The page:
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Renting vs. owning

Chris Farrell Jul 21, 2011

Question: I am a child-free, single surgeon living in Massachusetts. I relocated for a job over two years ago and am renting a house.

I am putting money away for retirement (6% to a 403(b), plus employer contribution) and am contributing to a personal savings account (hence not contributing maximally to the 403(b)). This account’s goal was to put a down payment on a house. Right now, the total in the account is over three months’ salary–the recommended “emergency fund”. I am very happy to see that cushion and don’t want to deplete it…I’m excited to see it grow and I think about making more financial investments with it in the future.

Many people (my financial advisor included) are assuming that I will buy a house, and I used to assume that, as well. Nowadays, the advantages in my mind – living without compromise in the space you want, “tax shelter” – are slightly outweighed by the idea of taking on massive debt and being fully responsible for any unforeseen (and very likely pricey) repairs.

My question: what is the TRUE disadvantage for me to keep on renting? I don’t think that the taxes I’d owe each year will be painful to me. Thank you! Renee , Upton, MA

Answer: I think the true disadvantage of renting is less control. You can’t lock in for 30 years your monthly rent like you can with a fixed-rate mortgage. A landlord can say no to pets. It doesn’t make sense for you to pay to install a beautiful kitchen even if your landlord approved the remodeling project. The garden isn’t yours.

That said, the mantra that renting is “throwing your money away” is wrong. Renters can have many of the same amenities of homeownership, from a nice kitchen to a good community. The maintenance is someone else’s problem. If your job takes you to another part of the country you don’t have to sell your home. You just wait until your lease expires or maybe you end up buying out the last few months. Renting gives you a lot of flexibility.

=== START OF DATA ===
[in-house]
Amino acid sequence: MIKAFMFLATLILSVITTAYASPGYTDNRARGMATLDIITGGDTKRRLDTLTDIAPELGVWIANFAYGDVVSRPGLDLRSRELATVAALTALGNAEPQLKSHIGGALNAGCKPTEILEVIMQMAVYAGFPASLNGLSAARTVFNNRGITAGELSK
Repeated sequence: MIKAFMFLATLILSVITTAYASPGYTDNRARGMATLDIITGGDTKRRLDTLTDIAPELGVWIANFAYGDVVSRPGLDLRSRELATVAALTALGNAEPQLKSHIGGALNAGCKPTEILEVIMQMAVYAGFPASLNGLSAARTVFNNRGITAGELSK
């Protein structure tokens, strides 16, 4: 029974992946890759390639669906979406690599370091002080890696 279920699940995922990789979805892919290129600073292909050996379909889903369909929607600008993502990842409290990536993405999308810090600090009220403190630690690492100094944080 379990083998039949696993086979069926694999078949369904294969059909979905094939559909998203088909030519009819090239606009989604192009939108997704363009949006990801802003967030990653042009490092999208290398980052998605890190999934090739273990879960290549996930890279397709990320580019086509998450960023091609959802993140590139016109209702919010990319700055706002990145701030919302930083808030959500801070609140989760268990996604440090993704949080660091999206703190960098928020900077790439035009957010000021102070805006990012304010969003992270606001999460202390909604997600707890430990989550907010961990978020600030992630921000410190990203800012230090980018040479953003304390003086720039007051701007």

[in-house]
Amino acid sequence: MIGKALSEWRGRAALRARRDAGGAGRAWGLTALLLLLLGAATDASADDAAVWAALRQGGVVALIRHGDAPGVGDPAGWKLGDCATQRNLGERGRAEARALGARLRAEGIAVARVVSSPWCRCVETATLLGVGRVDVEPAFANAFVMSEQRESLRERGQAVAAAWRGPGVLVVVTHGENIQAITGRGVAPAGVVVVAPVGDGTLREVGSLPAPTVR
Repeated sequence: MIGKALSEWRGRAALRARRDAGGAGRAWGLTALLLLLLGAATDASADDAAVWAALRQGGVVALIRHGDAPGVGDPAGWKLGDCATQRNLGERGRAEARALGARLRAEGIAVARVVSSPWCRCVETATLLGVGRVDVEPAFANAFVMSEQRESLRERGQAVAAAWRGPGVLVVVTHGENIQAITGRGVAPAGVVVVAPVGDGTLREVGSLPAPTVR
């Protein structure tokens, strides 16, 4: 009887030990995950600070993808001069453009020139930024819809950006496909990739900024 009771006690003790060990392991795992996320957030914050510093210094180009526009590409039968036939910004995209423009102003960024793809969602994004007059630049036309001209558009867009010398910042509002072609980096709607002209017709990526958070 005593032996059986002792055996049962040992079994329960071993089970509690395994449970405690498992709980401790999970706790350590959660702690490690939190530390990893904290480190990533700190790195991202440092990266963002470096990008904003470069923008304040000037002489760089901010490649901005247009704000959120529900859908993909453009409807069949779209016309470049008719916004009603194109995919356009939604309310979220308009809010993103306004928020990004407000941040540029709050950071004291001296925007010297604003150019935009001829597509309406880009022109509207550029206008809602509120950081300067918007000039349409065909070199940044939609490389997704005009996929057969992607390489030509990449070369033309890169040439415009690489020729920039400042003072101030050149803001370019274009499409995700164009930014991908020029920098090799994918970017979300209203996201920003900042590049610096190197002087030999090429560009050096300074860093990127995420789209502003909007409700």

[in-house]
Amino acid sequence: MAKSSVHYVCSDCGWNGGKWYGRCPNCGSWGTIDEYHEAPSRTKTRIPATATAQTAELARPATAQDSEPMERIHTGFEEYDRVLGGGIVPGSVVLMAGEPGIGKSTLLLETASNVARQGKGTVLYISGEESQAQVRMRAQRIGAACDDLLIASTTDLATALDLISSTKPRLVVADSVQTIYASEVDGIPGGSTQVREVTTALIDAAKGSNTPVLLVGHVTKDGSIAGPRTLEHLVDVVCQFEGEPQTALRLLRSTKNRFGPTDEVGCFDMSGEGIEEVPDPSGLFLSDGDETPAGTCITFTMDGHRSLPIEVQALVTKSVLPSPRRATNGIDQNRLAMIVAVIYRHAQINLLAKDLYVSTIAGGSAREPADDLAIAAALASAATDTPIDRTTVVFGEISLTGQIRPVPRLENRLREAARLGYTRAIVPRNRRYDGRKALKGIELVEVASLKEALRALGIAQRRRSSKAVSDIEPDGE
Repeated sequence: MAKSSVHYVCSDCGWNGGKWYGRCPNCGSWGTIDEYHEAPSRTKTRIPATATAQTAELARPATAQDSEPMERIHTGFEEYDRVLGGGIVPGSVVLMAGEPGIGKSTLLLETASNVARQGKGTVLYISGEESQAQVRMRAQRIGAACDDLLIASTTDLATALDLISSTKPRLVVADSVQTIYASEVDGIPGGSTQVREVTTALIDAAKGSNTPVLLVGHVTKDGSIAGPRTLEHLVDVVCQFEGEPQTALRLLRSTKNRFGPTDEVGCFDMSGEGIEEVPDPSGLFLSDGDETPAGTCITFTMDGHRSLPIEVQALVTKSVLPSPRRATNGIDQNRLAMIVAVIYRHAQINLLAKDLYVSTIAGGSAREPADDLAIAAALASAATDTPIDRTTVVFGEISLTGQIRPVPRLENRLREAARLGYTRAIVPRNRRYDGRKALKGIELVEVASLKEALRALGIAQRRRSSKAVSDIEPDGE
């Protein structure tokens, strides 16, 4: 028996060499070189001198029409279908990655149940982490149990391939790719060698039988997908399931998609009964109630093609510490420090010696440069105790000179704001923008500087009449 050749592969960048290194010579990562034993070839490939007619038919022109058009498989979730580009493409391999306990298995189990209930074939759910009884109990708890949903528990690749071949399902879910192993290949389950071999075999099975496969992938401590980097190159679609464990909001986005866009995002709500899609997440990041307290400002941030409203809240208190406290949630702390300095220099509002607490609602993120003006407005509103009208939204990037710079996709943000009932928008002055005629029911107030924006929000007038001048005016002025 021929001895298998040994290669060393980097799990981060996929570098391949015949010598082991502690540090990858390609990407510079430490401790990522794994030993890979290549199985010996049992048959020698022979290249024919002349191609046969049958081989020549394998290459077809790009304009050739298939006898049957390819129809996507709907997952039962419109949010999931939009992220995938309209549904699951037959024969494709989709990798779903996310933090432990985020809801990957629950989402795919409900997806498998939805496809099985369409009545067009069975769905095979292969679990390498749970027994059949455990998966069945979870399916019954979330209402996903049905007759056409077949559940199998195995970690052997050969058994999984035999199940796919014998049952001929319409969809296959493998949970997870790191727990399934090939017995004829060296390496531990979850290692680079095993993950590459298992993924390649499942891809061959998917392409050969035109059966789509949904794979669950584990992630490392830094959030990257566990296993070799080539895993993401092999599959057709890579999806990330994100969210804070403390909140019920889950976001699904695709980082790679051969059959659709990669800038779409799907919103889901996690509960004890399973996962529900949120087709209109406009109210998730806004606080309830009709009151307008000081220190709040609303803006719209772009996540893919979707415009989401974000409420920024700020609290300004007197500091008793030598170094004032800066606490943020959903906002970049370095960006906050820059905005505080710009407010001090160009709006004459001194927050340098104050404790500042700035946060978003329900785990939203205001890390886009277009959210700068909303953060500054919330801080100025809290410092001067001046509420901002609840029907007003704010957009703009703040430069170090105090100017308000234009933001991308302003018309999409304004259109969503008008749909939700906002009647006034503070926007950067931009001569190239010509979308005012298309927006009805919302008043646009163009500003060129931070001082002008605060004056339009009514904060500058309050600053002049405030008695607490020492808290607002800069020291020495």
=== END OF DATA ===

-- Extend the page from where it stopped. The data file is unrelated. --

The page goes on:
Going forward, the real question is which offers you a better margin of financial safety when you are in the market for shelter, owning or renting?

Take a step away from the housing markets peaks and valleys. Fact is, home ownership isn’t a good investment. It never has been. Yes, a home offers plenty of tax benefits, including the deductibility of mortgage interest payments and no capital taxes due on home sale gains under half-a-million dollars (for joint filers). It also offers the prospect of appreciation (that day will come again).

Those gains are offset by the costs of ownership, including mortgage payments, property taxes, and the cost of maintenance. Data going back to the 1850s suggests the long-term after-inflation return of real estate is about 2.5% to 3%, calculates economist Karl Case of Wesleyan College. His close academic colleague and business partner, Yale University finance professor Robert Shiller figures even that modest return is too high. He argues that the return on residential real estate over the past 100 years has been “zero.”

I think the low return figures on home ownership numbers are right. That doesn’t mean owning is a mistake. For one thing, you automatically increase your savings as you pay down your mortgage. (Another reason why home equity loans are toxic. It removes the automatic equity build-up.) Even more important, a home is a lifestyle. It’s a place where you live with all the psychological and emotional benefits that come decorating and landscaping it the way you want.

On the financial side the key to making renting pay off is this: Set up an automatic monthly savings program. This way you’ll build up your savings over the years. And what this savings will do is eventually give you greater freedom to live the lifestyle that suits you best. Done right, with a renting and savings program you could end up with more control over your life even though you have given up a measure of control over your shelter.

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